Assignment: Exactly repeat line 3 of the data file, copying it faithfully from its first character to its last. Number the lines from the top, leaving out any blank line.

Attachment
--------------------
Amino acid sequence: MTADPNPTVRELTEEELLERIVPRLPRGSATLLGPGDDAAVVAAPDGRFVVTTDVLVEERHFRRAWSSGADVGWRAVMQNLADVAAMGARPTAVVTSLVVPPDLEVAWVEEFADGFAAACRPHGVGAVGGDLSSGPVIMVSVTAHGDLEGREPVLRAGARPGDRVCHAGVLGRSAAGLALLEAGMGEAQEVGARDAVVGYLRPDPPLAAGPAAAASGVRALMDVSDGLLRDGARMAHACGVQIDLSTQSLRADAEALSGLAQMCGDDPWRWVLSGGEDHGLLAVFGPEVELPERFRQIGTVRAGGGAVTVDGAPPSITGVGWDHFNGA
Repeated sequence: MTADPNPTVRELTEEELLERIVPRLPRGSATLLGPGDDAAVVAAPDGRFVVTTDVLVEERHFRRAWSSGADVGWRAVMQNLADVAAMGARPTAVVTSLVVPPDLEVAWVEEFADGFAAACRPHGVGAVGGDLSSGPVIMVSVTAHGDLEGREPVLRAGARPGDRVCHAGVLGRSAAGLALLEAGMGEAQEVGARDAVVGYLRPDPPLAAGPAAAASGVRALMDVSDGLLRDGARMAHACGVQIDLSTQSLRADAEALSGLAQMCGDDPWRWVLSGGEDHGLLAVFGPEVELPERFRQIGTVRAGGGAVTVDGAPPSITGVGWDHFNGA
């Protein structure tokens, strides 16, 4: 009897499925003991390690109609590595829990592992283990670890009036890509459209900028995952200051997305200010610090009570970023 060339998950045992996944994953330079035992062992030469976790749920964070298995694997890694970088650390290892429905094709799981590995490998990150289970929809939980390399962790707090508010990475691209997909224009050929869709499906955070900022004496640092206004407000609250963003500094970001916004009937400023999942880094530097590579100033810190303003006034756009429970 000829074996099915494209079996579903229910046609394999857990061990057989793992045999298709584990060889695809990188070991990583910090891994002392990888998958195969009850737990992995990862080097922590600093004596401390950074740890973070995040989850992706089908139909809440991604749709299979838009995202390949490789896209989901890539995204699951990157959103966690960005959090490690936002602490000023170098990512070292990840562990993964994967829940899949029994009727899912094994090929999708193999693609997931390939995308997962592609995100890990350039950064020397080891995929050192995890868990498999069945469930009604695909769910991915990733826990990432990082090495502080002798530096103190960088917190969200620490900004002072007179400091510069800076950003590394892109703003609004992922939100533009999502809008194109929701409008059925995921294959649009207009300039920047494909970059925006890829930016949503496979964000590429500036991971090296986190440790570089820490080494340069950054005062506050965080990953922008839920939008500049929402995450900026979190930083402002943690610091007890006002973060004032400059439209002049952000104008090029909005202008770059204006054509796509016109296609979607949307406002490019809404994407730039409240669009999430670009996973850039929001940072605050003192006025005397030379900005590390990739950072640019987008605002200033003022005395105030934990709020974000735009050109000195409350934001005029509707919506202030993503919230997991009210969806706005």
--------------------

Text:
């Protein structure tokens, strides 16, 4: 009897499925003991390690109609590595829990592992283990670890009036890509459209900028995952200051997305200010610090009570970023 060339998950045992996944994953330079035992062992030469976790749920964070298995694997890694970088650390290892429905094709799981590995490998990150289970929809939980390399962790707090508010990475691209997909224009050929869709499906955070900022004496640092206004407000609250963003500094970001916004009937400023999942880094530097590579100033810190303003006034756009429970 000829074996099915494209079996579903229910046609394999857990061990057989793992045999298709584990060889695809990188070991990583910090891994002392990888998958195969009850737990992995990862080097922590600093004596401390950074740890973070995040989850992706089908139909809440991604749709299979838009995202390949490789896209989901890539995204699951990157959103966690960005959090490690936002602490000023170098990512070292990840562990993964994967829940899949029994009727899912094994090929999708193999693609997931390939995308997962592609995100890990350039950064020397080891995929050192995890868990498999069945469930009604695909769910991915990733826990990432990082090495502080002798530096103190960088917190969200620490900004002072007179400091510069800076950003590394892109703003609004992922939100533009999502809008194109929701409008059925995921294959649009207009300039920047494909970059925006890829930016949503496979964000590429500036991971090296986190440790570089820490080494340069950054005062506050965080990953922008839920939008500049929402995450900026979190930083402002943690610091007890006002973060004032400059439209002049952000104008090029909005202008770059204006054509796509016109296609979607949307406002490019809404994407730039409240669009999430670009996973850039929001940072605050003192006025005397030379900005590390990739950072640019987008605002200033003022005395105030934990709020974000735009050109000195409350934001005029509707919506202030993503919230997991009210969806706005």